Newswise — As government, business, and community leaders from around the world gather in New York today for the United Nations Secretary-General’s Climate Action Summit, attention to the immediate and international threats posed by climate change to human health will be critical to achieving the summit’s goals of advancing from words to urgent action.

The Infectious Diseases Society of America recognizes climate change as a global health emergency and calls for policies responding to the intrinsic links between warming temperatures and rising sea levels and epidemic and pandemic events as well as other infectious disease threats to public and individual health. In addition to supporting policies to reduce greenhouse gas emissions, we urge leaders to respond to these threats with meaningful investments to improve monitoring and preparedness for infectious disease impacts of climate change, with measures that include enhanced vector surveillance and vector-borne disease tracking, and increased funding and research to develop and implement prevention strategies for waterborne, zoonotic, and vector-borne diseases. The role of multidisciplinary international collaborations to develop predictive models of climate impacts on infectious disease spread, with a focus on characteristics that can inform public health interventions will be crucial to containing the most immediate threats posed by climate change.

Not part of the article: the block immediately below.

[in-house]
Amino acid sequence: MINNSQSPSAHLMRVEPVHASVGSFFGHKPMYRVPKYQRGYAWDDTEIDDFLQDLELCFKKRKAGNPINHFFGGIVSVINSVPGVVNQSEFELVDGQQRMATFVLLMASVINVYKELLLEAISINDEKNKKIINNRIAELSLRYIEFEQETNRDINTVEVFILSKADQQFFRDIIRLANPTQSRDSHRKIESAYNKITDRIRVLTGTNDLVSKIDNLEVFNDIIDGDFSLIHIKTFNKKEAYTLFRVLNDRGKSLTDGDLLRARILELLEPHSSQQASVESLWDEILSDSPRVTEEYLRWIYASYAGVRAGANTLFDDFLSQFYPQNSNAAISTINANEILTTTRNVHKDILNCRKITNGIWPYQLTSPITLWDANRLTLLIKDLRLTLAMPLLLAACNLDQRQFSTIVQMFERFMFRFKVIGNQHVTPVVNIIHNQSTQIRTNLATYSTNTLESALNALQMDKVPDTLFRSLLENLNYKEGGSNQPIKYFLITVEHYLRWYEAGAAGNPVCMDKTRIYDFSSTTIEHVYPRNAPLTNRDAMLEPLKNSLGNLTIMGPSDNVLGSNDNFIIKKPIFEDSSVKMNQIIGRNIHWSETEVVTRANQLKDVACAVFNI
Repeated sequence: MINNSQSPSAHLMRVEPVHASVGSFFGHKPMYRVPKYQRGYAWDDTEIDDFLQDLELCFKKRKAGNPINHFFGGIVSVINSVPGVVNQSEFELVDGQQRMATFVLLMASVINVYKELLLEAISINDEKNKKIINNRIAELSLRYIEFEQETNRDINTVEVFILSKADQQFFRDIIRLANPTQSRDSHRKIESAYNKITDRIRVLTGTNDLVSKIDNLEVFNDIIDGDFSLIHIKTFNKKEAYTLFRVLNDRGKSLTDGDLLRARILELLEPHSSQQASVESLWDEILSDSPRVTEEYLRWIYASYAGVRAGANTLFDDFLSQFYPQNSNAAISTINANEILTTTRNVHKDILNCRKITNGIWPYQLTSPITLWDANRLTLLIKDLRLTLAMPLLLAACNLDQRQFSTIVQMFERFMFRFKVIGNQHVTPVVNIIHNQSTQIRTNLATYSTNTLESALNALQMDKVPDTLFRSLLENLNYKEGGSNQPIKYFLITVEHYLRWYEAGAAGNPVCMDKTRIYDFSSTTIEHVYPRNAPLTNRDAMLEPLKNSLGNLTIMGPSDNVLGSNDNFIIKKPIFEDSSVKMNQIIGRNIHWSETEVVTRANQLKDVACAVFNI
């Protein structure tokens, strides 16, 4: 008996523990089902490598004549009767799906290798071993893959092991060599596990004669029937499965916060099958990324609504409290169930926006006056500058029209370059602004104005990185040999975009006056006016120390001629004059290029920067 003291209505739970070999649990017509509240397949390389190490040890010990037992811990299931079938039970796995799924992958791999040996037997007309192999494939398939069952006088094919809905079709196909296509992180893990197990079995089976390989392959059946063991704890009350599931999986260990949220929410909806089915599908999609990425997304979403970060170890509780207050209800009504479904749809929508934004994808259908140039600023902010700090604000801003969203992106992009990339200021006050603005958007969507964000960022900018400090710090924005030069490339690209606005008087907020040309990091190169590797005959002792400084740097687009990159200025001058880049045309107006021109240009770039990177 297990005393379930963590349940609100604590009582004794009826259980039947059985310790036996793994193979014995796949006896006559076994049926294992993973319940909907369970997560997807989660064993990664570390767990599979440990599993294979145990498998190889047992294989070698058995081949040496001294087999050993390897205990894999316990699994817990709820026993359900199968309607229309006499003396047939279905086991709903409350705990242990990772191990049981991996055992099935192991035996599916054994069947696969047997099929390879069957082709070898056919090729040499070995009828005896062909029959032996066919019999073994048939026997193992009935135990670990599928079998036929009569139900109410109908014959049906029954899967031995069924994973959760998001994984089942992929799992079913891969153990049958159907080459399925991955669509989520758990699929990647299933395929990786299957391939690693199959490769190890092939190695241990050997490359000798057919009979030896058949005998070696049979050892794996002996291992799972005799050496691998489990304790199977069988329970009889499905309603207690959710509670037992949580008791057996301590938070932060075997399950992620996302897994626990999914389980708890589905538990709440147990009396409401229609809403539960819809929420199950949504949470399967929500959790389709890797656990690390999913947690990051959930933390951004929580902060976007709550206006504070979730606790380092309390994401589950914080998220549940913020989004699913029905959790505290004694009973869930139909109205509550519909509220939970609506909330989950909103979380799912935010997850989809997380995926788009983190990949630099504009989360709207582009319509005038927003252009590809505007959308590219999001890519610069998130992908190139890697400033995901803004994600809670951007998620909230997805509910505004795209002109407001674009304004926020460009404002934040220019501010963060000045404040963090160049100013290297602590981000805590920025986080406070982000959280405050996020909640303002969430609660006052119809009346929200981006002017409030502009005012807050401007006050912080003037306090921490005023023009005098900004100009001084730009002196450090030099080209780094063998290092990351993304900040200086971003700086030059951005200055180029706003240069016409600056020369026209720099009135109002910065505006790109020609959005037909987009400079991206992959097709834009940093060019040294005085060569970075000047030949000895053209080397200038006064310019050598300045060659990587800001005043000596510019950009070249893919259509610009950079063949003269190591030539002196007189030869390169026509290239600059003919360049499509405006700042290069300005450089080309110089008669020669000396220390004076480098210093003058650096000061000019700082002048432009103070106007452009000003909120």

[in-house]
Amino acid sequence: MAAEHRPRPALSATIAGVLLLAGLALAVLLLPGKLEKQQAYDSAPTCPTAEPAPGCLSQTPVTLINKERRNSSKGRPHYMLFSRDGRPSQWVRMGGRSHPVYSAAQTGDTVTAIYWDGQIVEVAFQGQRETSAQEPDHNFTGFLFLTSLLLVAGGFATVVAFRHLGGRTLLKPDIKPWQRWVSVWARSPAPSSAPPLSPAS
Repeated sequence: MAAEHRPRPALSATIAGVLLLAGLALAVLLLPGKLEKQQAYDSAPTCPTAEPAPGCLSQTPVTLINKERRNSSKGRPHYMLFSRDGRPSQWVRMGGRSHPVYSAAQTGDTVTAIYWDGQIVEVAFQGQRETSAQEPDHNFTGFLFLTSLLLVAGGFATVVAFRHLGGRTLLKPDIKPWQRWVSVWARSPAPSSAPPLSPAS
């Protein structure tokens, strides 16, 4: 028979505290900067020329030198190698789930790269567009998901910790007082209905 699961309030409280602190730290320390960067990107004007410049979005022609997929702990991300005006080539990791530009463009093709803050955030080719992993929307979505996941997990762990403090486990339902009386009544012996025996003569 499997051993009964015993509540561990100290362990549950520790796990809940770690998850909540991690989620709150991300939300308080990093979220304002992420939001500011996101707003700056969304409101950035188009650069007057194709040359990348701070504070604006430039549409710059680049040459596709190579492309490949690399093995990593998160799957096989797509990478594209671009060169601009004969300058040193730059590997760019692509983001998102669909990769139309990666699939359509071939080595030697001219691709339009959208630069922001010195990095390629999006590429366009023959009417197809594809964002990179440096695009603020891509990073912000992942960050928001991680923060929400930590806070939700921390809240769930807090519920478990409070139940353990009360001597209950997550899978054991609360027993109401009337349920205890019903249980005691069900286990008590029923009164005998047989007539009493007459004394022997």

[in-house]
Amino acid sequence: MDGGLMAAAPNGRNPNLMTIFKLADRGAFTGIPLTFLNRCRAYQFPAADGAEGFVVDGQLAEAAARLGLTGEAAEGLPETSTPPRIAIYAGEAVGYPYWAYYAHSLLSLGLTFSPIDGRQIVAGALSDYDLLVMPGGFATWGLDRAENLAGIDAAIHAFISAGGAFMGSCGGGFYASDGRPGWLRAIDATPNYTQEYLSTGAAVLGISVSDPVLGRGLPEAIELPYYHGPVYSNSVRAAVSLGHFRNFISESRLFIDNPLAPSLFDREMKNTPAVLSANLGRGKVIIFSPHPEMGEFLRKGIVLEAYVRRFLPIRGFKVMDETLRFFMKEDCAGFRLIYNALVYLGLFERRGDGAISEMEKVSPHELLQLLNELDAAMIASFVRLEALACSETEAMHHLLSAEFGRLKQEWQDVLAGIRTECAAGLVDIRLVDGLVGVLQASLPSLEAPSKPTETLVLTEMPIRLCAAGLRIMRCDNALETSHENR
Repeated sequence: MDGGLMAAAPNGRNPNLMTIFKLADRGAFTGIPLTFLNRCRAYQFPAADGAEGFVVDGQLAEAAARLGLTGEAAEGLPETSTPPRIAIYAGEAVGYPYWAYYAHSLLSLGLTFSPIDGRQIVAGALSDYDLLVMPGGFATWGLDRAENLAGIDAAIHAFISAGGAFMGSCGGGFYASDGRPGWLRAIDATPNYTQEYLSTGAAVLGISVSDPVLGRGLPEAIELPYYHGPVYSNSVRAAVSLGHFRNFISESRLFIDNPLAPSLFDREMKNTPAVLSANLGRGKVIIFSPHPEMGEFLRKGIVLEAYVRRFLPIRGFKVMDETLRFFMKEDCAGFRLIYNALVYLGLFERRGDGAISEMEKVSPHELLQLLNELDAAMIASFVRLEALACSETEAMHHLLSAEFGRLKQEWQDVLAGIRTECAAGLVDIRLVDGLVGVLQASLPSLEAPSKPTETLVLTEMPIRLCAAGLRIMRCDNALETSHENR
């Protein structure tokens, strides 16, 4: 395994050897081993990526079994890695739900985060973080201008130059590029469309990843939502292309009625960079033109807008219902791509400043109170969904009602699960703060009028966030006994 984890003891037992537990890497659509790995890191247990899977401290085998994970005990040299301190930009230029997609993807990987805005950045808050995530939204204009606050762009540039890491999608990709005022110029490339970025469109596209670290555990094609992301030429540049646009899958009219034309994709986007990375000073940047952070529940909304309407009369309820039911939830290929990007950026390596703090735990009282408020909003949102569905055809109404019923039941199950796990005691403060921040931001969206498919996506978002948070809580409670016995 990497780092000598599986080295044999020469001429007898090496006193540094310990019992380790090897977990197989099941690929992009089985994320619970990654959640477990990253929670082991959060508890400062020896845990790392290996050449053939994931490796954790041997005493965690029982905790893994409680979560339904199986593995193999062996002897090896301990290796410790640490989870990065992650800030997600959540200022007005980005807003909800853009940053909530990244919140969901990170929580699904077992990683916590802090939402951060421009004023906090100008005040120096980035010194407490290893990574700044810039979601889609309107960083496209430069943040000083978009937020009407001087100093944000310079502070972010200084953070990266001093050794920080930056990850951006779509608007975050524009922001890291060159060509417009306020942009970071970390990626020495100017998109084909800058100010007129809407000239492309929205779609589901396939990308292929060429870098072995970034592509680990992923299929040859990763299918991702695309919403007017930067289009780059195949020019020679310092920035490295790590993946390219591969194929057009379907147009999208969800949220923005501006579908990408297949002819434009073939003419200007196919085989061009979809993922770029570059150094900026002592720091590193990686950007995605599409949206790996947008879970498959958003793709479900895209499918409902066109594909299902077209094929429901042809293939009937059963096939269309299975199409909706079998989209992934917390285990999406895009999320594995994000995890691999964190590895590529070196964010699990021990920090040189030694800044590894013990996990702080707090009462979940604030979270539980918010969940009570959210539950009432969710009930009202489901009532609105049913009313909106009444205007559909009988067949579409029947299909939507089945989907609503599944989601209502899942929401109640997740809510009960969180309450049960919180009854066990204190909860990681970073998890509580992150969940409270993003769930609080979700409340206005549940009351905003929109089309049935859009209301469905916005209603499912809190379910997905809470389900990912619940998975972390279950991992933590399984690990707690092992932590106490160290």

IDSA’s 2019 Policy on Preparing for the Infectious Diseases Complications Related to Climate Change, includes more recommended actions and explanations of specific risks. IDSA also has developed a set of further resources.